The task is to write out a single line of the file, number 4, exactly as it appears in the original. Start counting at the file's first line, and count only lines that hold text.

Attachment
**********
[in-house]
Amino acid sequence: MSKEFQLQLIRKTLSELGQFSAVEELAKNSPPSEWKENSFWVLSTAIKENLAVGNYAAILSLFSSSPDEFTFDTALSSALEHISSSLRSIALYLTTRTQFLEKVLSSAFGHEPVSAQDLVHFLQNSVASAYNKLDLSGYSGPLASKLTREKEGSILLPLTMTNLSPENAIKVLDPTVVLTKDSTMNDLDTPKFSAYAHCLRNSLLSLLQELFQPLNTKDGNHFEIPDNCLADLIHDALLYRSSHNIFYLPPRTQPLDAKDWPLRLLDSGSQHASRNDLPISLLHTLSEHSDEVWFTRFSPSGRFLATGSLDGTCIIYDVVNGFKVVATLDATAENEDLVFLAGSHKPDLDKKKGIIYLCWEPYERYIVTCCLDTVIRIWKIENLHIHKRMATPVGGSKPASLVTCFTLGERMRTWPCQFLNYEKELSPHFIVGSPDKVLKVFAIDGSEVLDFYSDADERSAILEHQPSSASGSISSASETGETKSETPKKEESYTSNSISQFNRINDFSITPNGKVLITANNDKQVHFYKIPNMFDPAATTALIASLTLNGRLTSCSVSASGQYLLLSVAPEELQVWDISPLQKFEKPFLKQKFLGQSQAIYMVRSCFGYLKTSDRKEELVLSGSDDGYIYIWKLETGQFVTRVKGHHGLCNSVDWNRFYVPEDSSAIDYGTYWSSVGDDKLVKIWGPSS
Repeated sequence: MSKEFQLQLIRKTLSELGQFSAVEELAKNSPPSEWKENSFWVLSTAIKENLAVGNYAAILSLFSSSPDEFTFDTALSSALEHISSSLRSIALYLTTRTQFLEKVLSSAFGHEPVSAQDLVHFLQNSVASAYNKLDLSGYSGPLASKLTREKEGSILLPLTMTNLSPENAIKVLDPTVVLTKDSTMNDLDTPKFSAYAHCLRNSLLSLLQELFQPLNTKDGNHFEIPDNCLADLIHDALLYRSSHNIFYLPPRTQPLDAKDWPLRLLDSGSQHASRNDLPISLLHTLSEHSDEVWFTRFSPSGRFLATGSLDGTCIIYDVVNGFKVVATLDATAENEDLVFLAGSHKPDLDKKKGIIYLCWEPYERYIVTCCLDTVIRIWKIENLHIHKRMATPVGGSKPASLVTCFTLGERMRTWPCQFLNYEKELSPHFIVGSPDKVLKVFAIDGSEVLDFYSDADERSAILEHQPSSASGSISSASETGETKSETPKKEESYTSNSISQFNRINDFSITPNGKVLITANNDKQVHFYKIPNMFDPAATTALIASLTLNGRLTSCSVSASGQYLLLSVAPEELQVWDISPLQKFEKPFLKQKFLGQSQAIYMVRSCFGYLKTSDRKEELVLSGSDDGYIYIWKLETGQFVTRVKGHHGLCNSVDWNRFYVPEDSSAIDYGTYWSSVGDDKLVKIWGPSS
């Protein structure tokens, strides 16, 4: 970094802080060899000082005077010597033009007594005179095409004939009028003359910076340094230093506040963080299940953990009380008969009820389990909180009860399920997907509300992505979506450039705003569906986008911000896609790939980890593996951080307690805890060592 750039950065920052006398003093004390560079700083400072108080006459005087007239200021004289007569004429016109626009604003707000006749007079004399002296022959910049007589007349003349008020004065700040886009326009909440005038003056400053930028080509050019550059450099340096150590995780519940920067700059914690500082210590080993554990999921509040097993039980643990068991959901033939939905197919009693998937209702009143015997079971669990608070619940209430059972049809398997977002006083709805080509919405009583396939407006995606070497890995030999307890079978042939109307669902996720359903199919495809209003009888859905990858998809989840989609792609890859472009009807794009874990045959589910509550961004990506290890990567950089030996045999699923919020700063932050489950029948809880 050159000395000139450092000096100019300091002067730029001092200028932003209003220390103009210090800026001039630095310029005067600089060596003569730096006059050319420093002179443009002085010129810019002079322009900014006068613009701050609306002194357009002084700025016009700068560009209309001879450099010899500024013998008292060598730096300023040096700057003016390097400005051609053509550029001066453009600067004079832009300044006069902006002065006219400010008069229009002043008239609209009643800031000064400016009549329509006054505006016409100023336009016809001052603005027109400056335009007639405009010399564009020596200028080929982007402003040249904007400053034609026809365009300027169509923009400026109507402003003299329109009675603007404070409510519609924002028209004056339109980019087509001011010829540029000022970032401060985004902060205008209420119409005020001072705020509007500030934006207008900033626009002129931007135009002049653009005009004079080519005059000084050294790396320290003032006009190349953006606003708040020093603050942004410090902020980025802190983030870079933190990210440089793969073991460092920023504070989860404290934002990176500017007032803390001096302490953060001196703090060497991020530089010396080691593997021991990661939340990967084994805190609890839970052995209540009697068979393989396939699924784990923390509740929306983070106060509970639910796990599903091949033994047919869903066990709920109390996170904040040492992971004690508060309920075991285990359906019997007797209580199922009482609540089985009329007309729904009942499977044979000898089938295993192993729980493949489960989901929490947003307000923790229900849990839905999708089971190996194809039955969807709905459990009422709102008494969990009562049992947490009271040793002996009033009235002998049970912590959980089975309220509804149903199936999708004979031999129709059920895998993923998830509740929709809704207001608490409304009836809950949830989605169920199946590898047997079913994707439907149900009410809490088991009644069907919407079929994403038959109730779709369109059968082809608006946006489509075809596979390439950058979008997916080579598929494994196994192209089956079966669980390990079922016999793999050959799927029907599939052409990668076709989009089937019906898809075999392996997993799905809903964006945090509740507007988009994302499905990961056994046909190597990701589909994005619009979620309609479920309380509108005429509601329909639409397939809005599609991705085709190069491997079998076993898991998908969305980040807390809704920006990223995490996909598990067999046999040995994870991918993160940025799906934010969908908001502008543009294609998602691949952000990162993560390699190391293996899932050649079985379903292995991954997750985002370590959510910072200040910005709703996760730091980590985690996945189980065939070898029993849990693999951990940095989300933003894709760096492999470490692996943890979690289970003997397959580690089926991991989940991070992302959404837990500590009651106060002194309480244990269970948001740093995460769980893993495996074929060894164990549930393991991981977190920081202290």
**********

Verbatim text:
């Protein structure tokens, strides 16, 4: 970094802080060899000082005077010597033009007594005179095409004939009028003359910076340094230093506040963080299940953990009380008969009820389990909180009860399920997907509300992505979506450039705003569906986008911000896609790939980890593996951080307690805890060592 750039950065920052006398003093004390560079700083400072108080006459005087007239200021004289007569004429016109626009604003707000006749007079004399002296022959910049007589007349003349008020004065700040886009326009909440005038003056400053930028080509050019550059450099340096150590995780519940920067700059914690500082210590080993554990999921509040097993039980643990068991959901033939939905197919009693998937209702009143015997079971669990608070619940209430059972049809398997977002006083709805080509919405009583396939407006995606070497890995030999307890079978042939109307669902996720359903199919495809209003009888859905990858998809989840989609792609890859472009009807794009874990045959589910509550961004990506290890990567950089030996045999699923919020700063932050489950029948809880 050159000395000139450092000096100019300091002067730029001092200028932003209003220390103009210090800026001039630095310029005067600089060596003569730096006059050319420093002179443009002085010129810019002079322009900014006068613009701050609306002194357009002084700025016009700068560009209309001879450099010899500024013998008292060598730096300023040096700057003016390097400005051609053509550029001066453009600067004079832009300044006069902006002065006219400010008069229009002043008239609209009643800031000064400016009549329509006054505006016409100023336009016809001052603005027109400056335009007639405009010399564009020596200028080929982007402003040249904007400053034609026809365009300027169509923009400026109507402003003299329109009675603007404070409510519609924002028209004056339109980019087509001011010829540029000022970032401060985004902060205008209420119409005020001072705020509007500030934006207008900033626009002129931007135009002049653009005009004079080519005059000084050294790396320290003032006009190349953006606003708040020093603050942004410090902020980025802190983030870079933190990210440089793969073991460092920023504070989860404290934002990176500017007032803390001096302490953060001196703090060497991020530089010396080691593997021991990661939340990967084994805190609890839970052995209540009697068979393989396939699924784990923390509740929306983070106060509970639910796990599903091949033994047919869903066990709920109390996170904040040492992971004690508060309920075991285990359906019997007797209580199922009482609540089985009329007309729904009942499977044979000898089938295993192993729980493949489960989901929490947003307000923790229900849990839905999708089971190996194809039955969807709905459990009422709102008494969990009562049992947490009271040793002996009033009235002998049970912590959980089975309220509804149903199936999708004979031999129709059920895998993923998830509740929709809704207001608490409304009836809950949830989605169920199946590898047997079913994707439907149900009410809490088991009644069907919407079929994403038959109730779709369109059968082809608006946006489509075809596979390439950058979008997916080579598929494994196994192209089956079966669980390990079922016999793999050959799927029907599939052409990668076709989009089937019906898809075999392996997993799905809903964006945090509740507007988009994302499905990961056994046909190597990701589909994005619009979620309609479920309380509108005429509601329909639409397939809005599609991705085709190069491997079998076993898991998908969305980040807390809704920006990223995490996909598990067999046999040995994870991918993160940025799906934010969908908001502008543009294609998602691949952000990162993560390699190391293996899932050649079985379903292995991954997750985002370590959510910072200040910005709703996760730091980590985690996945189980065939070898029993849990693999951990940095989300933003894709760096492999470490692996943890979690289970003997397959580690089926991991989940991070992302959404837990500590009651106060002194309480244990269970948001740093995460769980893993495996074929060894164990549930393991991981977190920081202290």